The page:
I have a huge backlog of resources that I’ve been planning to post about in this blog but, just because of time constraints, have not gotten around to doing. Instead of letting that backlog grow bigger, I regularly grab a few and list them here with a minimal description. It forces me to look through these older links, and help me organize them for my own use. I hope others will find them helpful, too. These are resources that I didn’t include in my “Best Tweets” feature because I had planned to post about them, or because I didn’t even get around to sending a tweet sharing them.
Here are This Week’s “Links I Should Have Posted About, But Didn’t”:
A complete guide to web, Facebook, Twitter, and Google Plus privacy and security! is a must-read article by Ronnie Burt from Edublogs. I’m adding it to The Best Sites For Learning Online Safety. By the way, I’ve revised and updated that entire list.
Google+ Improves on Facebook is by David Pogue of The New York Times. I’m adding it to The Best Resources For Learning What Google+ Is All About. I’m also adding Google+: The Complete Guide from Mashable to that list.
I’ve updated and revised one of my favorite “The Best…” lists, The Best Sites For Walking In Someone Else’s Shoes. I’ve also added “The World of Useless Stereotypes” from The New York Times to that list.
David Deubelbeiss at EFL Classroom 2.0 has collected the best Mr. Bean videos for English Language Learners. I’m adding his collection to The Best Popular Movies/TV Shows For ESL/EFL.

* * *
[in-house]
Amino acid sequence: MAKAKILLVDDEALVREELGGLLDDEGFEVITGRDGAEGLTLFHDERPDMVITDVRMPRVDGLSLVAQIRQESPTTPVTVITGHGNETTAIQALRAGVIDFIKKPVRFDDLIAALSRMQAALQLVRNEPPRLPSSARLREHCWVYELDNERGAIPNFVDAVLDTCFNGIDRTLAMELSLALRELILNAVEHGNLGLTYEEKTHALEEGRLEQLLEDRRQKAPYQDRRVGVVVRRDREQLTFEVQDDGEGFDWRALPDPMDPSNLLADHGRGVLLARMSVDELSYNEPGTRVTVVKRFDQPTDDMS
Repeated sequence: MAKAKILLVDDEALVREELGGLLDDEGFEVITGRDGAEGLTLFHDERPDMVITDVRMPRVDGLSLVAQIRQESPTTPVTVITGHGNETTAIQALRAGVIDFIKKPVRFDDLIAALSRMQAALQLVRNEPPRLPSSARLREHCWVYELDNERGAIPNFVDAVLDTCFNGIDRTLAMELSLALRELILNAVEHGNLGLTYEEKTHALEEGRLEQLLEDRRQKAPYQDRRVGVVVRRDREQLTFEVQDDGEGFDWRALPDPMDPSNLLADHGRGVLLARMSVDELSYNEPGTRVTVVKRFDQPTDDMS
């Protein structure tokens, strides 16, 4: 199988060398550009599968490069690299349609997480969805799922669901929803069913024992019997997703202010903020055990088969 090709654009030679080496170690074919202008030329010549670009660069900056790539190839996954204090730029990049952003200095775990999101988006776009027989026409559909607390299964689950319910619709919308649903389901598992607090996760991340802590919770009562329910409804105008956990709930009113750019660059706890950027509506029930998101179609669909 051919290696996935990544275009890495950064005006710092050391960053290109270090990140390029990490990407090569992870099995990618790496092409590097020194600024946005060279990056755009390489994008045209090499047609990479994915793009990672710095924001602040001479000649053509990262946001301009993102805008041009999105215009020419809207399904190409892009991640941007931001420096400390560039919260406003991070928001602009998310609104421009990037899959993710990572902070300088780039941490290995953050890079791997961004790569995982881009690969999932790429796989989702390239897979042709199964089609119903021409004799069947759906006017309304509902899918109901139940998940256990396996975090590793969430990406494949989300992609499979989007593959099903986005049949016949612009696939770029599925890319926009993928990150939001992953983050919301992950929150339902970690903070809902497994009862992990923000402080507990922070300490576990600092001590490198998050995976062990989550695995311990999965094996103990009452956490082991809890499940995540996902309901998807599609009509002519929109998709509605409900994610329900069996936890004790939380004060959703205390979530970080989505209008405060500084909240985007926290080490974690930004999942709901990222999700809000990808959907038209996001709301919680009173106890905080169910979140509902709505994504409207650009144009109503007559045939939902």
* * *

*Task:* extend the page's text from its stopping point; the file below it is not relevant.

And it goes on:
This is a pretty impressive two minute video showing a visual history of Space Walks. I’m adding it to The Best Sites For Learning About Planets & Space:
Here’s a video that Julie Lake suggested. It’s a Honda commercial that I’m adding to The Best Resources For Learning About Rube Goldberg Machines:
Sound of Post-Soviet Protest: Claps and Beeps is an intriguing New York Times story that would have to be modified for ELL’s. I’m adding it to The Best Sites For Learning About Protests In History.
Summer PD: New Teacher Boot Camp Week 1 – Using Wordle comes from Edutopia. I’m adding it to The Best Resources For Learning About “Word Clouds.”
Here are some other regular features I post in this blog:
“The Best…” series (which now number 691)
The most popular posts on this blog each month
My monthly choices for the best posts on this blog each month
Each month I do an “Interview Of The Month” with a leader in education
Periodically, I post “A Look Back” highlighting older posts that I think are particularly useful
Resources that share various “most popular” lists useful to teachers